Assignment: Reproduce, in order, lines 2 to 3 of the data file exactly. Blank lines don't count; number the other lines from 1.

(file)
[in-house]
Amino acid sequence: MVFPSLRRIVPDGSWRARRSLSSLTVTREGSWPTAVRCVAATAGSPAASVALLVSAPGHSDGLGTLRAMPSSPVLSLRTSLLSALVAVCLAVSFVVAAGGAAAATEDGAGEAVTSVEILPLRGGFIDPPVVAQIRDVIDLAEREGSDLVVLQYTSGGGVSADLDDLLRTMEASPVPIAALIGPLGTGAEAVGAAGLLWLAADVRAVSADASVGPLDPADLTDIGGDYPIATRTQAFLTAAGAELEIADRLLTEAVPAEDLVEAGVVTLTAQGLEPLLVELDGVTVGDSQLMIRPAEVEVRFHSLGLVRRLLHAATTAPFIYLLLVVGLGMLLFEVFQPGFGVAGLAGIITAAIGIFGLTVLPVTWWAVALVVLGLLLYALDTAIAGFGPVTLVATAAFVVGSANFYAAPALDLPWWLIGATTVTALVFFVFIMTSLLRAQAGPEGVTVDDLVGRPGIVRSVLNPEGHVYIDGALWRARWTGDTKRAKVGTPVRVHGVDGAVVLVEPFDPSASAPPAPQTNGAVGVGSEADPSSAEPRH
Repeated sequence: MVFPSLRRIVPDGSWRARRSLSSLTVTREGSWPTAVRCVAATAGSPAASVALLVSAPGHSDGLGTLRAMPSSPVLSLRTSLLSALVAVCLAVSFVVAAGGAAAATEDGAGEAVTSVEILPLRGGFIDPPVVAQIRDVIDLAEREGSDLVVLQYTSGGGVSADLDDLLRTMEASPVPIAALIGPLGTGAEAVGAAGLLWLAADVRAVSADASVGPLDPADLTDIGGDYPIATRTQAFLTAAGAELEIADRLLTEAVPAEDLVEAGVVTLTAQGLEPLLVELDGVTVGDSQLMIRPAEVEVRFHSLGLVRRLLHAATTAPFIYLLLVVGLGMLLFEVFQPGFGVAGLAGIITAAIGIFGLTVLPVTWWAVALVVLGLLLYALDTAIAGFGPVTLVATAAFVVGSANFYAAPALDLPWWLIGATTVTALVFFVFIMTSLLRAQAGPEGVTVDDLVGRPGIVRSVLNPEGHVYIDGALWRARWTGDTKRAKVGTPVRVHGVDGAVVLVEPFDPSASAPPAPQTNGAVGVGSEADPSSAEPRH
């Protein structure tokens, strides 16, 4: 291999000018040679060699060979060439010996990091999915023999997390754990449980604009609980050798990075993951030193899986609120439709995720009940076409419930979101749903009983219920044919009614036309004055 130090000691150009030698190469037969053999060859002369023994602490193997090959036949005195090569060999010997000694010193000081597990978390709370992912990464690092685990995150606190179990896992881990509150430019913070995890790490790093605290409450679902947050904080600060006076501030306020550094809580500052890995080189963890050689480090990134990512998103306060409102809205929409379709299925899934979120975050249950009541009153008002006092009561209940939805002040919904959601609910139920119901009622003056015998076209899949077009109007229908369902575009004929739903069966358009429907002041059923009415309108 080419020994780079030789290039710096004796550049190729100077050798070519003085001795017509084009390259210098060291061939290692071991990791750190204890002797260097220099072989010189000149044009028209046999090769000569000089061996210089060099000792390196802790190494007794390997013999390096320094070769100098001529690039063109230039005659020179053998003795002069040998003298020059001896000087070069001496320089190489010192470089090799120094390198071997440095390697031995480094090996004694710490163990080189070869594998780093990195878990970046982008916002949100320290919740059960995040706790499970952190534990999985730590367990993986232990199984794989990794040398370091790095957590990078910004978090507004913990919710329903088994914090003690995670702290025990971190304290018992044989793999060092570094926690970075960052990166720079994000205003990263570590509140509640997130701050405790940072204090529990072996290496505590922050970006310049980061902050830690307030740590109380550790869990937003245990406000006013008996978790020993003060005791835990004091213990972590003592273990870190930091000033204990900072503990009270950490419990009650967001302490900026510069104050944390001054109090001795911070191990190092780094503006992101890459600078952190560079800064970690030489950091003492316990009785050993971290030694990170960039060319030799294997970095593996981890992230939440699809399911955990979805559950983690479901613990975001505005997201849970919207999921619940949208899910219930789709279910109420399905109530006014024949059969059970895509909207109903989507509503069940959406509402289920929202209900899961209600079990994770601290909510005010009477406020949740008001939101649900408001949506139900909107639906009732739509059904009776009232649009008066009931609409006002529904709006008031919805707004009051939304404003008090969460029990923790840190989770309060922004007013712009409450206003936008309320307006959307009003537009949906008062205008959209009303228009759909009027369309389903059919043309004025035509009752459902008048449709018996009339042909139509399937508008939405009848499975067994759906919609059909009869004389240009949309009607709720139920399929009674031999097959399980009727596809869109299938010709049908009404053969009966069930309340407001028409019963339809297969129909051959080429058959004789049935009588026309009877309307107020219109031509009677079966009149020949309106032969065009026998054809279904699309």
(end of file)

Amino acid sequence: MVFPSLRRIVPDGSWRARRSLSSLTVTREGSWPTAVRCVAATAGSPAASVALLVSAPGHSDGLGTLRAMPSSPVLSLRTSLLSALVAVCLAVSFVVAAGGAAAATEDGAGEAVTSVEILPLRGGFIDPPVVAQIRDVIDLAEREGSDLVVLQYTSGGGVSADLDDLLRTMEASPVPIAALIGPLGTGAEAVGAAGLLWLAADVRAVSADASVGPLDPADLTDIGGDYPIATRTQAFLTAAGAELEIADRLLTEAVPAEDLVEAGVVTLTAQGLEPLLVELDGVTVGDSQLMIRPAEVEVRFHSLGLVRRLLHAATTAPFIYLLLVVGLGMLLFEVFQPGFGVAGLAGIITAAIGIFGLTVLPVTWWAVALVVLGLLLYALDTAIAGFGPVTLVATAAFVVGSANFYAAPALDLPWWLIGATTVTALVFFVFIMTSLLRAQAGPEGVTVDDLVGRPGIVRSVLNPEGHVYIDGALWRARWTGDTKRAKVGTPVRVHGVDGAVVLVEPFDPSASAPPAPQTNGAVGVGSEADPSSAEPRH
Repeated sequence: MVFPSLRRIVPDGSWRARRSLSSLTVTREGSWPTAVRCVAATAGSPAASVALLVSAPGHSDGLGTLRAMPSSPVLSLRTSLLSALVAVCLAVSFVVAAGGAAAATEDGAGEAVTSVEILPLRGGFIDPPVVAQIRDVIDLAEREGSDLVVLQYTSGGGVSADLDDLLRTMEASPVPIAALIGPLGTGAEAVGAAGLLWLAADVRAVSADASVGPLDPADLTDIGGDYPIATRTQAFLTAAGAELEIADRLLTEAVPAEDLVEAGVVTLTAQGLEPLLVELDGVTVGDSQLMIRPAEVEVRFHSLGLVRRLLHAATTAPFIYLLLVVGLGMLLFEVFQPGFGVAGLAGIITAAIGIFGLTVLPVTWWAVALVVLGLLLYALDTAIAGFGPVTLVATAAFVVGSANFYAAPALDLPWWLIGATTVTALVFFVFIMTSLLRAQAGPEGVTVDDLVGRPGIVRSVLNPEGHVYIDGALWRARWTGDTKRAKVGTPVRVHGVDGAVVLVEPFDPSASAPPAPQTNGAVGVGSEADPSSAEPRH